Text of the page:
The Design Criteria for Today's Office

Ashish Jauhri, Director - Design, DSP Design Associates Pvt LtdDesign plays a vital role in the way employees perform and has proved to have direct benefit on the performance and hence the productivity of the company. A new approach is already making way in the corporate architecture and design philosophy, be it a start-up, an established multinational, an Indian corporate or even a speculative commercial office developer, which is redefining the way office spaces are perceived and are undoubtedly challenging the global office design approach for its own space in terms of function, context and aspiration.

Gone are the days of perimeter executive offices, repetitive cubicles and rigid office layouts. Today’s office spaces, whether created through renovation, adaptive reuse or a brand new building space, are a notable departure from the past. A study by Forbes projects that 75% of our workforce by 2025 will be millennials. This breed of ambitious, tech-savvy, creative workforce’s lifestyle and preferences would be quite different. For instance, they may find themselves more productive in a café cum lounge environment as compared to a traditional office confine. Today, work from anywhere using mobile technology, enables them to work in that fashion. The technology we use today has a direct impact on the workspaces allocated for an individual. The flat screen monitors allow shallower work surfaces, which means less square feet per work station. Most of the physical storage spaces have given way to soft storage systems there by reducing pressure on physical space per employee

Also factoring in that, remote location working is a trend more acceptable in many organizations now more than ever, this practice has contributed to reduced employee to work station ratio. To improve office space utilization, many organizations are bringing down their employees to work station ratios to even less than one. Some offices, where a large percentage of employees travel or work at a client’s location, meet only once a week or month, have experimented with hot desking where there are no dedicated or assigned desks for employees. Office hierarchy also defines the layout and space utilization.
New age office is now being perceived as a shared, collaborative, community space which caters to a life within the workplace and focus on providing the same comfortable home like environment to their employees. More and more companies, specially companies that serve a variety of clients in geographical locations, time zones and employ a workforce that is more aware, demanding, well-travelled and of not compromising nature are seeking to evolve themselves and hire designers that take them through a change management process while they reorganize themselves at the same location or more to a newer better facility hence trending towards consolidation of their workforce, instead of a more fragmented locational approach.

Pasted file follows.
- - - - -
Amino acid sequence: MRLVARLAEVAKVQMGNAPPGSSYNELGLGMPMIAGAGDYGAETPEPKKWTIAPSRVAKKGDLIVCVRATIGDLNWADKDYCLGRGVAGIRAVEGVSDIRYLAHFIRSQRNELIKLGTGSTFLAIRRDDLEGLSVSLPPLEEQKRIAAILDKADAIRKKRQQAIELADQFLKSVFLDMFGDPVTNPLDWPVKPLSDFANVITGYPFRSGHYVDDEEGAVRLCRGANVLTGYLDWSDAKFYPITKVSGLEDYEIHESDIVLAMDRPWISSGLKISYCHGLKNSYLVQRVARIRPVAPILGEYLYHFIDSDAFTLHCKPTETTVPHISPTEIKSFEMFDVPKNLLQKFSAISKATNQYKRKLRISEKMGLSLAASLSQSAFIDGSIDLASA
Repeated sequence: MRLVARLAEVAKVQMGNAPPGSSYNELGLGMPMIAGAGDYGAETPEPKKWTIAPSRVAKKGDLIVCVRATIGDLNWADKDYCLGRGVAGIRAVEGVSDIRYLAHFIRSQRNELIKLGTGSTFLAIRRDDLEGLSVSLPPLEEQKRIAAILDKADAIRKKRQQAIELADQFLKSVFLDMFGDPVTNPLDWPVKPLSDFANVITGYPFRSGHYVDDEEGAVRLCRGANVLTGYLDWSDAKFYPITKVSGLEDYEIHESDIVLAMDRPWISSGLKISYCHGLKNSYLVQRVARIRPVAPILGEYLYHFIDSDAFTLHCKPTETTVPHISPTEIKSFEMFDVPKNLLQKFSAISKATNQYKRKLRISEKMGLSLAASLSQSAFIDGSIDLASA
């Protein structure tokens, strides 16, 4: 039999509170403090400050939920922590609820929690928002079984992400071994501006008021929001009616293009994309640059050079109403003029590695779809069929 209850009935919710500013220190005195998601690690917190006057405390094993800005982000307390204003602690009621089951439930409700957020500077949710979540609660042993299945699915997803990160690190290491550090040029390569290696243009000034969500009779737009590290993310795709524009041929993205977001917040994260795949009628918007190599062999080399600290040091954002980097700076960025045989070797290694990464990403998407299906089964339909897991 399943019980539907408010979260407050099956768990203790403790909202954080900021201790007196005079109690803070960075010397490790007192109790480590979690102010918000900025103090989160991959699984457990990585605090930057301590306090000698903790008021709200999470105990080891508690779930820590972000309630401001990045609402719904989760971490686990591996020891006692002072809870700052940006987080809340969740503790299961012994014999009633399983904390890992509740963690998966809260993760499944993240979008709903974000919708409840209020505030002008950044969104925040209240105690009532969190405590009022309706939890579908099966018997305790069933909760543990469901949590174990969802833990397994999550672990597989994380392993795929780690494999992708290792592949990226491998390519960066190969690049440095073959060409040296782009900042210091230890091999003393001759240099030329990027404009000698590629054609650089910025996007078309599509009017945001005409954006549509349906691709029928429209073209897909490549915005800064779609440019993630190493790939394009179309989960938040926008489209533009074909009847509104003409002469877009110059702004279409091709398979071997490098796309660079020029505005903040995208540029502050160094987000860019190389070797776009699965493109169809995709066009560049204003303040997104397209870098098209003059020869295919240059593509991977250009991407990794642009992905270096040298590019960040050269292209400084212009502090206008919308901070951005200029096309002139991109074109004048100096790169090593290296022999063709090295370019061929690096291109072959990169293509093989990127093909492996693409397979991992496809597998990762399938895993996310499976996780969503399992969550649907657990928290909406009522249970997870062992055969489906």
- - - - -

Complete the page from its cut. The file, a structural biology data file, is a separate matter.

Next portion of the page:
Efficient designs are not about decreasing square footage but about increased utilization of the same office space

Efficient designs are not about decreasing square footage but about increased utilization of the same office space. A lot of new designs use strategies such as desk sharing, free desking, benching and hoteling. Unassigned touch down spaces, that may be fully or partially open, offers visual and acoustic privacy and can support one to one meeting or just as a private individual space.

Flexibility in both layout of furniture and the design of furniture can bring an element of duality if not multiplicity in the usage of the same space. Workspaces are being coupled with semi-fixed power/ data splines that support movable components, which also enable configurations with more collaboration and interactions. Employees, especially millennials, don’t want to be closed up in an office or tied to a desk. They desire the flexibility to work in a variety of modes—sitting, standing, or interacting with their peers. Also, companies are looking for flexible spaces that can accommodate additional workforce as it grows or more collaboration space for various projects. Colour schemes tend to be bold and patterns oversized. Furniture is innovative and multi-functional, and the technology is state of the art, of course, with an emphasis on mobile devices.

Collaboration and neighbourhood concepts are been given heed to whereby there is a paradigm shift seen from “my space” to “our space”, in order to provide staff a feeling of community as opposed to a feeling of desk ownership in the past. Visual identity of each neighbourhood can also be achieved by the use of various design elements and content depending upon various priorities. Many argue that employees need acoustical privacy in order to be productive, while others seem to be more comfortable being surrounded by colleagues, stimulated by the energy around. The designers must assess each organization’s unique needs based on industry, market, culture, demography etc.

Eventually certifications like LEED & WELL building standards may not be enough while designing and adhering to them. Designers must be watchful of creating healthy and people centric office spaces. They need to be well aware of physical and psychological benefits of connect with nature and outdoors. These non-traditional designs boost employee productivity as well as employee satisfaction, both of which directly affect the company’s bottom line.